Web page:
Note: I was asked by Amy a while back to write about technology and it’s uses for blind people. This is the first in these series of posts.
I’d love to say that being blind is easy, but I’d be lying. Being blind is hard, especially for someone whose vision was more or less normal until their late 20’s. Suddenly, many tasks that I took for granted before I began losing my sight became challenging, if not impossible. I eventually had to quit my job working as an analyst at a call center because I couldn’t read my computer screen.
It’s a common story and part of why the unemployment rate among the blind and visually impaired is somewhere between 60 and 70% in the US, depending on who you ask (currently 75% of working age visually impaired people are unemployed in the UK). Fact is that the sighted world is not exactly the friendliest place for blind people.
Assistive technology is helping to level the playing field, though. I could write a myriad of posts on how assistive tech helps blind people in their daily lives, and I probably will if Amy lets me. Today I’m going to focus on using a computer, a task I originally thought I’d never be able to do again when losing my sight.
What options are there?
The best option for someone who’s blind or visually impaired depends on their level of vision loss. Many folks are fine with just larger text or other slight tweaks.
Other people may require specialized magnification software, such as ZoomText. This software not only provides screen magnification, but many other useful features, such as being able to manipulate the colors text and other elements are being displayed in for easier viewing. For example, instead of seeing the traditional black text on a white background, the user might set it to display the text as green on a black background. Here’s a demo showing how ZoomText works.
A clip showing some of the features that Amy uses! Amy is currently learning how to use a similar software that combines magnification and screen reading depending on the level of vision she has.
I don’t have enough useful vision left to get any use out of magnification, so I rely solely on screen readers to be able to use a computer. What screen reading software aims to do is be able to allow the user to interact with the computer using just the keyboard. Instead of seeing things on the screen, the screen reader will read them through the computer’s speakers or output them to a refreshable braille display, which raises and lowers braille dots so they can be read in the same manner as printed braille. There are many options out there for screen readers, but the two I hear about the most are NVDA, which is free and open source, and JAWS, which is quite expensive but very powerful. Here’s a demo of NVDA in action as well as a JAWS demo.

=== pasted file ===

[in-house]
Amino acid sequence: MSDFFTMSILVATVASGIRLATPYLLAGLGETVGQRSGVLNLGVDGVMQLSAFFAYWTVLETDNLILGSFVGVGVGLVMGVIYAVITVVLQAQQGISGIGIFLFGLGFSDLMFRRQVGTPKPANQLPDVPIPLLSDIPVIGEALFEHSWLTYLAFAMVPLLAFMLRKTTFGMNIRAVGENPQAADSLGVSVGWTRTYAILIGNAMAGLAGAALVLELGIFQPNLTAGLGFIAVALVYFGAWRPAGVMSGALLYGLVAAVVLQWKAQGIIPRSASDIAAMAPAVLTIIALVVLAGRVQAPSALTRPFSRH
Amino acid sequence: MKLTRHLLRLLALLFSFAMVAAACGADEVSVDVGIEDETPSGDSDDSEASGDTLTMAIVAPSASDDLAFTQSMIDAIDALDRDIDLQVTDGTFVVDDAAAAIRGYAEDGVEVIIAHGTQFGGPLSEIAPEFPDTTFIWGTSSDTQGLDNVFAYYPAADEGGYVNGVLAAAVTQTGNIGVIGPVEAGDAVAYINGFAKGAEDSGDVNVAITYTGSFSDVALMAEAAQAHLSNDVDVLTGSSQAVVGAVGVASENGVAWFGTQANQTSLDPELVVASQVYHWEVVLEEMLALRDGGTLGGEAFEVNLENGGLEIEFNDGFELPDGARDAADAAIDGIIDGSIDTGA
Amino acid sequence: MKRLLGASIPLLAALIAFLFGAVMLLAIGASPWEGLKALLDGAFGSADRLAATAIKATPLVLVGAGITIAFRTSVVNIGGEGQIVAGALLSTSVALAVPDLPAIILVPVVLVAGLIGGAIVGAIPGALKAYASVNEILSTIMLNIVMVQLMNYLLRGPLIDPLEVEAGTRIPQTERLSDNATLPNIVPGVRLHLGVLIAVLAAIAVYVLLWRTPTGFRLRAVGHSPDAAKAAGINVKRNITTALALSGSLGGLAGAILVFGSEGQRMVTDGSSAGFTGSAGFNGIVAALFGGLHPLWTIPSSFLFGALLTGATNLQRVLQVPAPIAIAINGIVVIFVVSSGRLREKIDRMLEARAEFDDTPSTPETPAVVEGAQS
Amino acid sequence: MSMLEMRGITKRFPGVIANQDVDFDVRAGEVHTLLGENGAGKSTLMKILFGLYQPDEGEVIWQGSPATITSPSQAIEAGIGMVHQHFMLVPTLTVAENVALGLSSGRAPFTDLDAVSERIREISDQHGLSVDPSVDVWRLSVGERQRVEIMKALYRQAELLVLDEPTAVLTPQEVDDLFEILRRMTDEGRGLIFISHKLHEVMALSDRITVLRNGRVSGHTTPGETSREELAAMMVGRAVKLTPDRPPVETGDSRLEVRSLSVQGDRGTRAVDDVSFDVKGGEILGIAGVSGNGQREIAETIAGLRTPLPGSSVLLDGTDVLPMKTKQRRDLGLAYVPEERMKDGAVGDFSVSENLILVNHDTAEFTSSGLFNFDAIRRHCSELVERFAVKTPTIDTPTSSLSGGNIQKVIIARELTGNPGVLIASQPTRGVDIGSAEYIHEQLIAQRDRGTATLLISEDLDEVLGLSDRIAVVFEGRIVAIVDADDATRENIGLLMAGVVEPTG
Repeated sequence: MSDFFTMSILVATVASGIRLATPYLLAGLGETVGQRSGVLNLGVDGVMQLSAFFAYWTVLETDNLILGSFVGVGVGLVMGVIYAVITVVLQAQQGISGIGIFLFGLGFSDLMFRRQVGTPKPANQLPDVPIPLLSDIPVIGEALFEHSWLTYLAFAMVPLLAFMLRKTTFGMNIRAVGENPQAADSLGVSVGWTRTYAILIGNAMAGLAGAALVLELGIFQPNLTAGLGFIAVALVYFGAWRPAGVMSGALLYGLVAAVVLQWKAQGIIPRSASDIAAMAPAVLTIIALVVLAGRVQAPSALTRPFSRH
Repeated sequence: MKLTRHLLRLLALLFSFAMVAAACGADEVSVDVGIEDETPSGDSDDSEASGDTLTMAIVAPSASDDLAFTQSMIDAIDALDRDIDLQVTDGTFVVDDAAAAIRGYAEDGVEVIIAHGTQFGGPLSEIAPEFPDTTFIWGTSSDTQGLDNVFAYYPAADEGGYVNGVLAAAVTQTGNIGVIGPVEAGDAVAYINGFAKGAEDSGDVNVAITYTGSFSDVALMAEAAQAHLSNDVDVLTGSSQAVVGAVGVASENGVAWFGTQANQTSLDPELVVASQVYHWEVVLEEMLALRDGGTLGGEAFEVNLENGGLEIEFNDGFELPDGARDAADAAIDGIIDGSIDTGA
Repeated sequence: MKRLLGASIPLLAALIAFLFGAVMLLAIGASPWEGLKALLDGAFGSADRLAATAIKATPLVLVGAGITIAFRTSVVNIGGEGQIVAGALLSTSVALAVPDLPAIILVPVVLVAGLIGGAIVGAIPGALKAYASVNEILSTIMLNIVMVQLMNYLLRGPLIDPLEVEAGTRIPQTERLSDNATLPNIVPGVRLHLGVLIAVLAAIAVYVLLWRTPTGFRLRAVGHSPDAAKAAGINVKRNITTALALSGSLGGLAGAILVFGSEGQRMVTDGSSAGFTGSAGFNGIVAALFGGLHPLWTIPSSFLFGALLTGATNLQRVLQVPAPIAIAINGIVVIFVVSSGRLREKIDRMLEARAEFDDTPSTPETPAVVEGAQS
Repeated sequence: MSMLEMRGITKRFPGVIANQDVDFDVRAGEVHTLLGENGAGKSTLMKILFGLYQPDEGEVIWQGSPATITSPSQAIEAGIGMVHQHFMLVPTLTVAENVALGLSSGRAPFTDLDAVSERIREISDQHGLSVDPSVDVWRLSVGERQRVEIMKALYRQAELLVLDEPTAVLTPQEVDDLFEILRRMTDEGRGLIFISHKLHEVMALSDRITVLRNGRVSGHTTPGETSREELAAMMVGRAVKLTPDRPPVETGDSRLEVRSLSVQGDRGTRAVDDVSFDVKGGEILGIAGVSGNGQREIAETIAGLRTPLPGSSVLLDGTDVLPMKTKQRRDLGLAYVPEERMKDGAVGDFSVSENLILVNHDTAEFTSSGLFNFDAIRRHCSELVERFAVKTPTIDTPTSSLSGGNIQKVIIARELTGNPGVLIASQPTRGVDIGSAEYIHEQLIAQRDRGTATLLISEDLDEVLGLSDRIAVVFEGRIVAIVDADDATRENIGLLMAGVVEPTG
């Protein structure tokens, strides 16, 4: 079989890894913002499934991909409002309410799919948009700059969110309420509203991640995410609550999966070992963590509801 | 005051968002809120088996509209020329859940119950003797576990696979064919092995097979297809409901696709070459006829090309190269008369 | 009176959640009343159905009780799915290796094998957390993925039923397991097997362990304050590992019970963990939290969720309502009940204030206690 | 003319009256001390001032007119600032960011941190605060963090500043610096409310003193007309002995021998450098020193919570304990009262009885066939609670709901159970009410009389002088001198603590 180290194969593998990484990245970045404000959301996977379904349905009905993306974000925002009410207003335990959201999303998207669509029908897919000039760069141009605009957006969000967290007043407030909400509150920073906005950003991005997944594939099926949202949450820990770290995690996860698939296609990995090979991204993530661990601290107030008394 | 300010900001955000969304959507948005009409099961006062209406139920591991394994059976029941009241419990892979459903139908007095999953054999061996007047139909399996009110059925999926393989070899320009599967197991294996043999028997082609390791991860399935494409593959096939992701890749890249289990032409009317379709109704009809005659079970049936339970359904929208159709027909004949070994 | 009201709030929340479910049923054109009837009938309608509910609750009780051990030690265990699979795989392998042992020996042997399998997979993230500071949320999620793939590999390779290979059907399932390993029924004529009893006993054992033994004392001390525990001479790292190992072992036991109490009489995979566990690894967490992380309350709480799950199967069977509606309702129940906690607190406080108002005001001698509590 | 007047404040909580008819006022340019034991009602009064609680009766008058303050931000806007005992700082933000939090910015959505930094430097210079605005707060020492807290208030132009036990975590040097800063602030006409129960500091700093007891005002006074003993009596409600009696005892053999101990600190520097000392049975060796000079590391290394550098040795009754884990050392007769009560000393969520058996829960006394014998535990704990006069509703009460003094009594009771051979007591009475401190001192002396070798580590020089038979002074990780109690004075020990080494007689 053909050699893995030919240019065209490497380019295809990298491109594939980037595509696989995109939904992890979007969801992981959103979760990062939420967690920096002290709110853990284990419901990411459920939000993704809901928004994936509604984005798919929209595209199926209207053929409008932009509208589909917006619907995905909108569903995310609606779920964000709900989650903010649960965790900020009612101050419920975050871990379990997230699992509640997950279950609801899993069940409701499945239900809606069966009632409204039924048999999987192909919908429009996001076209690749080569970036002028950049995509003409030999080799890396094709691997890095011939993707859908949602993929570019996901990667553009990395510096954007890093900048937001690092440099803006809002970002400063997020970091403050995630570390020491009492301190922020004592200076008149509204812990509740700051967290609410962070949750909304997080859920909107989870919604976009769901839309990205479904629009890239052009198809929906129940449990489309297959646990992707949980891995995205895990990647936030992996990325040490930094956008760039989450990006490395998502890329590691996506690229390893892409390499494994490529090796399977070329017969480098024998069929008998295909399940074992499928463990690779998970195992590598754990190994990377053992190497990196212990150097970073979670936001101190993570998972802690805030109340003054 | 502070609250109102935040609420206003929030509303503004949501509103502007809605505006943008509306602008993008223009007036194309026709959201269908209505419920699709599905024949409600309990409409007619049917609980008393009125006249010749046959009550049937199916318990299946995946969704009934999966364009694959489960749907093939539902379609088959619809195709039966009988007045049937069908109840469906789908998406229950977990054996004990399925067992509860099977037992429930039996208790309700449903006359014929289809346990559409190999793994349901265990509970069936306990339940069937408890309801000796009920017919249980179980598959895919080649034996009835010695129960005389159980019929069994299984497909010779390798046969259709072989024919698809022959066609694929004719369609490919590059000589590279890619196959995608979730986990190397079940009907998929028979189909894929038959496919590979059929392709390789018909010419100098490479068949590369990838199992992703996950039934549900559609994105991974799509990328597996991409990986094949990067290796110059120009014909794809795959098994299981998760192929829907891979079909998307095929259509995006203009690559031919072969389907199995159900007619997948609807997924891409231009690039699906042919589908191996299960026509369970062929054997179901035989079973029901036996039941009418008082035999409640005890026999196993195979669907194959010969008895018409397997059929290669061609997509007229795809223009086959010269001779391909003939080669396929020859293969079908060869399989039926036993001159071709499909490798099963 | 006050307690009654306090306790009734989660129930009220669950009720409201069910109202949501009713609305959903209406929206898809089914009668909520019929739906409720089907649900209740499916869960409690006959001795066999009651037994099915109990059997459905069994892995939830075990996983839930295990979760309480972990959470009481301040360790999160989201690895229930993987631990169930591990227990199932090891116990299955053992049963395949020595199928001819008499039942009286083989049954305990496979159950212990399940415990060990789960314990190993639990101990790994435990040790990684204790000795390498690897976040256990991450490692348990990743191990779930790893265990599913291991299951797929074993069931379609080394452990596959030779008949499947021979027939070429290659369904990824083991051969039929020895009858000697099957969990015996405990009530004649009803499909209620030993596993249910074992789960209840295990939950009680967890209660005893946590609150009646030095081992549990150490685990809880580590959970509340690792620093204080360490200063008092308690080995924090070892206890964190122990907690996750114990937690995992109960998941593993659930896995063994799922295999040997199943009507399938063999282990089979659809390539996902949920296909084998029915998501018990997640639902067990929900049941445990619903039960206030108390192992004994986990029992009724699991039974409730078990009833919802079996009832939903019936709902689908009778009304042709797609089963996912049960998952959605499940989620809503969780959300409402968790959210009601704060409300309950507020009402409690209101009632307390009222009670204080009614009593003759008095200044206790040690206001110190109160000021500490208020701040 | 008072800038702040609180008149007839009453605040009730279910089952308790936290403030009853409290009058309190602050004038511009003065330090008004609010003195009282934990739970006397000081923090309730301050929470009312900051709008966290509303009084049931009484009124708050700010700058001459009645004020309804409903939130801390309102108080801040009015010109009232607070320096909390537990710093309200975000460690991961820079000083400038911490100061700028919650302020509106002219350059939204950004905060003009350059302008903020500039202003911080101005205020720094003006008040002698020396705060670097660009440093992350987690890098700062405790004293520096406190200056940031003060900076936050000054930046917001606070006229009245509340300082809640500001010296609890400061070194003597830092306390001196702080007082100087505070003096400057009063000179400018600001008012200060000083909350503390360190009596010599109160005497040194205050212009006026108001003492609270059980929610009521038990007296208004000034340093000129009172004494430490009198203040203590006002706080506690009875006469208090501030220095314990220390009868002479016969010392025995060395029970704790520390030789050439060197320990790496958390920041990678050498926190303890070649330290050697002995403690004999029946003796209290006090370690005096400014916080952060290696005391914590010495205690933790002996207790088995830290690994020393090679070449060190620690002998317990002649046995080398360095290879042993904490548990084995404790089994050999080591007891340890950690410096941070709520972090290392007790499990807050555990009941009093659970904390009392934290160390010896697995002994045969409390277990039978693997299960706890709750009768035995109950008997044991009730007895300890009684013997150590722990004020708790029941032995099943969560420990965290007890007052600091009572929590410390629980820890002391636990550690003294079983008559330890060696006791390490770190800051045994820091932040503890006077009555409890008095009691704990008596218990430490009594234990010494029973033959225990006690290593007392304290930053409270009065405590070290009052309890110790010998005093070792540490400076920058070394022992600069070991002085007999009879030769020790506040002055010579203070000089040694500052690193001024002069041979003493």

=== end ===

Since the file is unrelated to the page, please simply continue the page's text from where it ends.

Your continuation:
Check out this 1 minute clip from the demo to see how JAWs navigates links on complicated websites.
Others may benefit from a combination of magnification and screen reading, and they’re taken care of as well. Screen readers and magnification software can be run in tandem and can be very useful for many people. It’s not uncommon for people to run JAWS and ZoomText together to get the best of both worlds. In fact, since the companies that produce JAWS and ZoomText merged a few years ago, they have come out with ZoomText Fusion, which includes both in one product.
JAWS is not just a shark movie
As I noted above, JAWS is what I use. It’s what I was trained on when I went through my comprehensive rehabilitation program and what I was using while working towards a paralegal degree online from a local community college. About the same time I finished my degree over the summer, I also became JAWS certified, which involves taking an exam that covers the workings of JAWS in depth, and was hired to work full time as an accessibility specialist for the college, where I spend most of my time ensuring that our online courses are accessible to other students using technology like JAWS.
With assistive technologies such as JAWS and ZoomText, blind people can accomplish most of the same things that sighted people can do with computers. Technology like this allows blind people to work as accountants, lawyers, teachers, programmers, and many other jobs that one might not think possible without the technology at our fingertips.
About Justin: Justin works as an accessibility specialist for a Phoenix-area community college, specializing in digital accessibility. He lives in Phoenix with his wife Jennifer and Seeing Eye Dog PJ. He can be found on Twitter at @FatElvis04.